Kutnohorite

Crystal System: Trigonal
Status of Occurrence: Confirmed Occurrence - 1st UK recording
Distribution: Locally Abundant
Chemical Composition: Calcium manganese magnesium iron carbonate
Chemical Formula: Ca(Mn,Mg,Fe2+)(CO3)2
Method(s) of Verification: Harlech manganese ore-bed - EMPA (Bennett, 1987b).

Chemical Group:

  • Carbonates

Geological Context:

  • Hydrothermal: sedimentary exhalative deposits
Kutnohorite, predominantly in the red bands of the manganese ore horizon, Harlech Dome area. Cut and polished slab, 25 cm across. Llyn Dywarchen Mines, north Harlech Dome area. © National Museum of Wales.
Introduction: kutnohorite is found typically in manganese ore deposits occurring with other manganese-bearing carbonates and silicates.
Occurrence in Wales: Bennett (1987a & 1987b) identified kutnohorite in the manganese-rich horizons (including the 'ore-bed') in the Hafotty Formation of Cambrian age from the Harlech Dome (now known as the Harlech Horst) region of Gwynedd. Further occurrences, listed below, have been reported from the Llŷn. Kutnohorite is a member of the dolomite group and forms solid solutions with both dolomite and ankerite; when crystalline the pinkish colour aids identification but the Welsh material is too fine-grained to permit this.

Key Localities:

  • Harlech Dome area, Gwynedd: the distinctive, banded red and yellow manganese ore-bed that persists around the south and west parts of this uplifted area of Cambrian rocks carries significant kutnohorite in its red bands associated with spessartine, hematite, magnetite, pyrophanite, quartz and aluminosilicates (Bennett, 1987b). It has been mined throughout the extent of its outcrop, which is approximately 9 m above the base of the Hafotty Formation (Allen & Jackson, 1985). The thickness varies from less than 20 cm to almost 1 m with grades approaching 32% Mn in places (Woodland, 1939) and the ore was mined chiefly between 1892 and 1928, when about 44,000 tons were extracted (Thomas, 1961). Most of the workings were opencast in nature. The ore-bed is thought to be a sedimentary-exhalative hydrothermal deposit, precipitated on the sea-bed at a considerable distance from the fluid source.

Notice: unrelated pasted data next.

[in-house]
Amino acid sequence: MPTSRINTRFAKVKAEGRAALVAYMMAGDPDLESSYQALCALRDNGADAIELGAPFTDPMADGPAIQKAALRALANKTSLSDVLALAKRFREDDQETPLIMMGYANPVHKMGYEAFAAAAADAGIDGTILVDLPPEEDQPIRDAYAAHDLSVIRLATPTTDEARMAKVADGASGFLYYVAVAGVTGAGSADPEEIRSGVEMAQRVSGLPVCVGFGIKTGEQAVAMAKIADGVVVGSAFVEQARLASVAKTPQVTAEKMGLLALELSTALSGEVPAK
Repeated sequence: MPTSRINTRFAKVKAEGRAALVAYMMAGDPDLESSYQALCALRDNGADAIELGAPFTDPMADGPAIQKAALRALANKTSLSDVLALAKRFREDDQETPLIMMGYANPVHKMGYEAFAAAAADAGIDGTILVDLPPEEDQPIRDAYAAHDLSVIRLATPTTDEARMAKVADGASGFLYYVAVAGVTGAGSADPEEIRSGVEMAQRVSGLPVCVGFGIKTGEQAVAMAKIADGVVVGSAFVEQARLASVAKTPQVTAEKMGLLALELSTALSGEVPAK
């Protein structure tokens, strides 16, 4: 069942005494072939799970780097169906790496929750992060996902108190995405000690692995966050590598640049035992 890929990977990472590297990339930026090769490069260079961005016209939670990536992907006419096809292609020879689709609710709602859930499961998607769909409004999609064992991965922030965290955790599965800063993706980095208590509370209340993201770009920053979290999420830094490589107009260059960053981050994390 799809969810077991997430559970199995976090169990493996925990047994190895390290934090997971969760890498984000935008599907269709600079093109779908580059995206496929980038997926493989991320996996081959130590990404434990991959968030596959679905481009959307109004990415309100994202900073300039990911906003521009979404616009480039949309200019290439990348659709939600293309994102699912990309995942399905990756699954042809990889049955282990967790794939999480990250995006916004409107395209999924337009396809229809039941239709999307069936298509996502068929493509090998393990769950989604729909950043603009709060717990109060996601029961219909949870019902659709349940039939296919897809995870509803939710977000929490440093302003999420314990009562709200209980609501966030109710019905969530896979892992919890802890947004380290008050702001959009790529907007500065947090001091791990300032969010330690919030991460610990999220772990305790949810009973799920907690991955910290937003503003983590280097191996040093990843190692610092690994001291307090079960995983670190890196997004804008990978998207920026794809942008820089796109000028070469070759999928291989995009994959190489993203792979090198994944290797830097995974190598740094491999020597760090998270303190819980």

• St Tudwal's Peninsula, Llŷn, Gwynedd: identified as a component of metabentonites (Roberts & Merriman, 1990) and from a concentrically zoned 'object' in a fine-grained altered tuff from the Cared Formation at Porth Ceiriad (Bennett, 1987a).

There are no key localities for this specimen.

References:

  1. Allen, P.M. & Jackson, A.A., 1985. Geology of the country around Harlech. Memoirs of the British Geological Survey. Explanation of sheet 135, with part of 149, 112pp.
  2. Bennett, M.A., 1987a. The Cambrian manganese deposits of North Wales. Unpublished Ph.D. thesis, University of Leeds.
  3. Bennett, M.A., 1987b. Genesis and diagenesis of the Cambrian manganese deposits, Harlech, North Wales. Geological Journal, 22, 7-18.
  4. Roberts, B. & Merriman, R.J., 1990. Cambrian and Ordovician metabentonites and their relevance to the origins of associated mudrocks in the northern sector of the Lower Palaeozoic Welsh marginal basin. Geological Magazine, 127, 31-43.
  5. Thomas, T.M., 1961. The mineral wealth of Wales and its exploitation. Edinburgh & London: Oliver & Boyd, 248pp.
  6. Woodland, A.W., 1939a. The petrography and petrology of the Lower Cambrian manganese ore of western Merionethshire. Quarterly Journal of the Geological Society of London, 95, 1-35.

There are no references for this specimen.